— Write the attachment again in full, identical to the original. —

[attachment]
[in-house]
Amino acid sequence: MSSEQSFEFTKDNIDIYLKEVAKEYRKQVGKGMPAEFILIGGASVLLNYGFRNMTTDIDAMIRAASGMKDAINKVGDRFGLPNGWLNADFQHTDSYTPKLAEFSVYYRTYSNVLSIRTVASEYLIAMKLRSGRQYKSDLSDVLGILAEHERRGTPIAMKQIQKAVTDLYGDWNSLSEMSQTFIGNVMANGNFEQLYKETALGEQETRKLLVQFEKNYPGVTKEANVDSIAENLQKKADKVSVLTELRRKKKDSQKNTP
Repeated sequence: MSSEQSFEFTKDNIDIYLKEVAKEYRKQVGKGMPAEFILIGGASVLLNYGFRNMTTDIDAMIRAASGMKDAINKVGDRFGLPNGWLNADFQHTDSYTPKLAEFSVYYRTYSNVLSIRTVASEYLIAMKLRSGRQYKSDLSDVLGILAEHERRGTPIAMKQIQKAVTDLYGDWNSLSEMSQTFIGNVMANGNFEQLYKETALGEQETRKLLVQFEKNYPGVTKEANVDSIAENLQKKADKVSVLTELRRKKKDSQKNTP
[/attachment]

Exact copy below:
[in-house]
Amino acid sequence: MSSEQSFEFTKDNIDIYLKEVAKEYRKQVGKGMPAEFILIGGASVLLNYGFRNMTTDIDAMIRAASGMKDAINKVGDRFGLPNGWLNADFQHTDSYTPKLAEFSVYYRTYSNVLSIRTVASEYLIAMKLRSGRQYKSDLSDVLGILAEHERRGTPIAMKQIQKAVTDLYGDWNSLSEMSQTFIGNVMANGNFEQLYKETALGEQETRKLLVQFEKNYPGVTKEANVDSIAENLQKKADKVSVLTELRRKKKDSQKNTP
Repeated sequence: MSSEQSFEFTKDNIDIYLKEVAKEYRKQVGKGMPAEFILIGGASVLLNYGFRNMTTDIDAMIRAASGMKDAINKVGDRFGLPNGWLNADFQHTDSYTPKLAEFSVYYRTYSNVLSIRTVASEYLIAMKLRSGRQYKSDLSDVLGILAEHERRGTPIAMKQIQKAVTDLYGDWNSLSEMSQTFIGNVMANGNFEQLYKETALGEQETRKLLVQFEKNYPGVTKEANVDSIAENLQKKADKVSVLTELRRKKKDSQKNTP